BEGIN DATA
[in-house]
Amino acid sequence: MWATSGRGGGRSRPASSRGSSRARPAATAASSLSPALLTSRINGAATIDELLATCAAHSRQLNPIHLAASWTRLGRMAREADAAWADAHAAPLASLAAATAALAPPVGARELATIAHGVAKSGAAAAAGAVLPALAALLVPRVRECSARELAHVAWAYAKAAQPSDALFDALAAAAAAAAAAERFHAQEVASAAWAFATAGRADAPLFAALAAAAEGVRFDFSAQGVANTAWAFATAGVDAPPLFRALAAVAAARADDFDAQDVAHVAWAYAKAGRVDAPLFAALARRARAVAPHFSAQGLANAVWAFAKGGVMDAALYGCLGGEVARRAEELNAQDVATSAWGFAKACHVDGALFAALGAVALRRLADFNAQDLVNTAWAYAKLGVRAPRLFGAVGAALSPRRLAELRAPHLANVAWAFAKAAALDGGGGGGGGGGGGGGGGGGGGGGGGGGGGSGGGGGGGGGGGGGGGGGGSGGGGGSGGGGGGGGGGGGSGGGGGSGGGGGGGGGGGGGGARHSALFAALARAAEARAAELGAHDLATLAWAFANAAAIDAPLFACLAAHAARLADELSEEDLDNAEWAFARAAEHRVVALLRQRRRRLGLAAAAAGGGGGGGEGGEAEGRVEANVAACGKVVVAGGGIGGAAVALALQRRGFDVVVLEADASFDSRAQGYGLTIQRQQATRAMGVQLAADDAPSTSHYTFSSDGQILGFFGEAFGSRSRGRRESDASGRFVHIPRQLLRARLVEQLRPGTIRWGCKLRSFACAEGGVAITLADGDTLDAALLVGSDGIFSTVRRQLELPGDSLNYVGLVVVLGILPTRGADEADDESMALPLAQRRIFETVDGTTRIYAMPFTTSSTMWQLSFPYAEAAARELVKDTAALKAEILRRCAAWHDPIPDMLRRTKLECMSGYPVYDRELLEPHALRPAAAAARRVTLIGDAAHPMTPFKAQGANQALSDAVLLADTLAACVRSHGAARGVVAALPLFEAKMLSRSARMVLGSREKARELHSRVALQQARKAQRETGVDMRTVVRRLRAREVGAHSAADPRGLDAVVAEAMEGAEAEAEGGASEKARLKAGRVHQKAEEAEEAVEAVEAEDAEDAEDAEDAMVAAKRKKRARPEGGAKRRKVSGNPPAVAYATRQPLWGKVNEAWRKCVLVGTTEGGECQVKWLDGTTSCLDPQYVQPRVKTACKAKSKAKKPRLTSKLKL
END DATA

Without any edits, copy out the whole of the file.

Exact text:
[in-house]
Amino acid sequence: MWATSGRGGGRSRPASSRGSSRARPAATAASSLSPALLTSRINGAATIDELLATCAAHSRQLNPIHLAASWTRLGRMAREADAAWADAHAAPLASLAAATAALAPPVGARELATIAHGVAKSGAAAAAGAVLPALAALLVPRVRECSARELAHVAWAYAKAAQPSDALFDALAAAAAAAAAAERFHAQEVASAAWAFATAGRADAPLFAALAAAAEGVRFDFSAQGVANTAWAFATAGVDAPPLFRALAAVAAARADDFDAQDVAHVAWAYAKAGRVDAPLFAALARRARAVAPHFSAQGLANAVWAFAKGGVMDAALYGCLGGEVARRAEELNAQDVATSAWGFAKACHVDGALFAALGAVALRRLADFNAQDLVNTAWAYAKLGVRAPRLFGAVGAALSPRRLAELRAPHLANVAWAFAKAAALDGGGGGGGGGGGGGGGGGGGGGGGGGGGGSGGGGGGGGGGGGGGGGGGSGGGGGSGGGGGGGGGGGGSGGGGGSGGGGGGGGGGGGGGARHSALFAALARAAEARAAELGAHDLATLAWAFANAAAIDAPLFACLAAHAARLADELSEEDLDNAEWAFARAAEHRVVALLRQRRRRLGLAAAAAGGGGGGGEGGEAEGRVEANVAACGKVVVAGGGIGGAAVALALQRRGFDVVVLEADASFDSRAQGYGLTIQRQQATRAMGVQLAADDAPSTSHYTFSSDGQILGFFGEAFGSRSRGRRESDASGRFVHIPRQLLRARLVEQLRPGTIRWGCKLRSFACAEGGVAITLADGDTLDAALLVGSDGIFSTVRRQLELPGDSLNYVGLVVVLGILPTRGADEADDESMALPLAQRRIFETVDGTTRIYAMPFTTSSTMWQLSFPYAEAAARELVKDTAALKAEILRRCAAWHDPIPDMLRRTKLECMSGYPVYDRELLEPHALRPAAAAARRVTLIGDAAHPMTPFKAQGANQALSDAVLLADTLAACVRSHGAARGVVAALPLFEAKMLSRSARMVLGSREKARELHSRVALQQARKAQRETGVDMRTVVRRLRAREVGAHSAADPRGLDAVVAEAMEGAEAEAEGGASEKARLKAGRVHQKAEEAEEAVEAVEAEDAEDAEDAEDAMVAAKRKKRARPEGGAKRRKVSGNPPAVAYATRQPLWGKVNEAWRKCVLVGTTEGGECQVKWLDGTTSCLDPQYVQPRVKTACKAKSKAKKPRLTSKLKL